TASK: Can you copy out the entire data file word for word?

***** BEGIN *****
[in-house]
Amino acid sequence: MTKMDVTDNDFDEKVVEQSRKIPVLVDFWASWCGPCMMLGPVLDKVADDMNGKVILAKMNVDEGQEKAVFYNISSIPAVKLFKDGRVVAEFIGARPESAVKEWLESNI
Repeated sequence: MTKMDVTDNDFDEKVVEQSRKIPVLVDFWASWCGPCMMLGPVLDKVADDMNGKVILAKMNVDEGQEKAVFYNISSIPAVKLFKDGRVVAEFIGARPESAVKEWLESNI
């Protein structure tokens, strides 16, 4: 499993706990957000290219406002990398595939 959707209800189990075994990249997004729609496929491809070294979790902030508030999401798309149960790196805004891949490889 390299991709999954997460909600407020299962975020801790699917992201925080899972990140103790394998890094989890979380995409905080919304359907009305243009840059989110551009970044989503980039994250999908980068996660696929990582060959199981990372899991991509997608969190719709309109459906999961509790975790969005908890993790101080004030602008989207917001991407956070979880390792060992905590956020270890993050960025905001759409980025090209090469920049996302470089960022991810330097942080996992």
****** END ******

[in-house]
Amino acid sequence: MTKMDVTDNDFDEKVVEQSRKIPVLVDFWASWCGPCMMLGPVLDKVADDMNGKVILAKMNVDEGQEKAVFYNISSIPAVKLFKDGRVVAEFIGARPESAVKEWLESNI
Repeated sequence: MTKMDVTDNDFDEKVVEQSRKIPVLVDFWASWCGPCMMLGPVLDKVADDMNGKVILAKMNVDEGQEKAVFYNISSIPAVKLFKDGRVVAEFIGARPESAVKEWLESNI
């Protein structure tokens, strides 16, 4: 499993706990957000290219406002990398595939 959707209800189990075994990249997004729609496929491809070294979790902030508030999401798309149960790196805004891949490889 390299991709999954997460909600407020299962975020801790699917992201925080899972990140103790394998890094989890979380995409905080919304359907009305243009840059989110551009970044989503980039994250999908980068996660696929990582060959199981990372899991991509997608969190719709309109459906999961509790975790969005908890993790101080004030602008989207917001991407956070979880390792060992905590956020270890993050960025905001759409980025090209090469920049996302470089960022991810330097942080996992």